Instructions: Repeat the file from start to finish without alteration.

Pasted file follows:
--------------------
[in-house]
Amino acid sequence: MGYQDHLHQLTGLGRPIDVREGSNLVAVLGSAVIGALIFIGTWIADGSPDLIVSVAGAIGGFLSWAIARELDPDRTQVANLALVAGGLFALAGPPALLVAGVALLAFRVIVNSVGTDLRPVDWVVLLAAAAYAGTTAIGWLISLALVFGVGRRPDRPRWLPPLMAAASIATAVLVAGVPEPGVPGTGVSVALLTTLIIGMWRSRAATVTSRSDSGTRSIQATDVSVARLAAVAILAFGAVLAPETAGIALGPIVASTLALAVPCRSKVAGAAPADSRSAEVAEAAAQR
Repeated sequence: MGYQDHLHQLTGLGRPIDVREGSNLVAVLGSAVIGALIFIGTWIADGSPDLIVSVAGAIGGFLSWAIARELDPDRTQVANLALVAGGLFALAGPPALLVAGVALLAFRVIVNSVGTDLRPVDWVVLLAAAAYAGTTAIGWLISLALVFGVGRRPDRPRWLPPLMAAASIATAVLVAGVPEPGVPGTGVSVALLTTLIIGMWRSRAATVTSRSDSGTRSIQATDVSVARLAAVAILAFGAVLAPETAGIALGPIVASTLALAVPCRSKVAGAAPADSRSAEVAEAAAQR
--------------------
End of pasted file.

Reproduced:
[in-house]
Amino acid sequence: MGYQDHLHQLTGLGRPIDVREGSNLVAVLGSAVIGALIFIGTWIADGSPDLIVSVAGAIGGFLSWAIARELDPDRTQVANLALVAGGLFALAGPPALLVAGVALLAFRVIVNSVGTDLRPVDWVVLLAAAAYAGTTAIGWLISLALVFGVGRRPDRPRWLPPLMAAASIATAVLVAGVPEPGVPGTGVSVALLTTLIIGMWRSRAATVTSRSDSGTRSIQATDVSVARLAAVAILAFGAVLAPETAGIALGPIVASTLALAVPCRSKVAGAAPADSRSAEVAEAAAQR
Repeated sequence: MGYQDHLHQLTGLGRPIDVREGSNLVAVLGSAVIGALIFIGTWIADGSPDLIVSVAGAIGGFLSWAIARELDPDRTQVANLALVAGGLFALAGPPALLVAGVALLAFRVIVNSVGTDLRPVDWVVLLAAAAYAGTTAIGWLISLALVFGVGRRPDRPRWLPPLMAAASIATAVLVAGVPEPGVPGTGVSVALLTTLIIGMWRSRAATVTSRSDSGTRSIQATDVSVARLAAVAILAFGAVLAPETAGIALGPIVASTLALAVPCRSKVAGAAPADSRSAEVAEAAAQR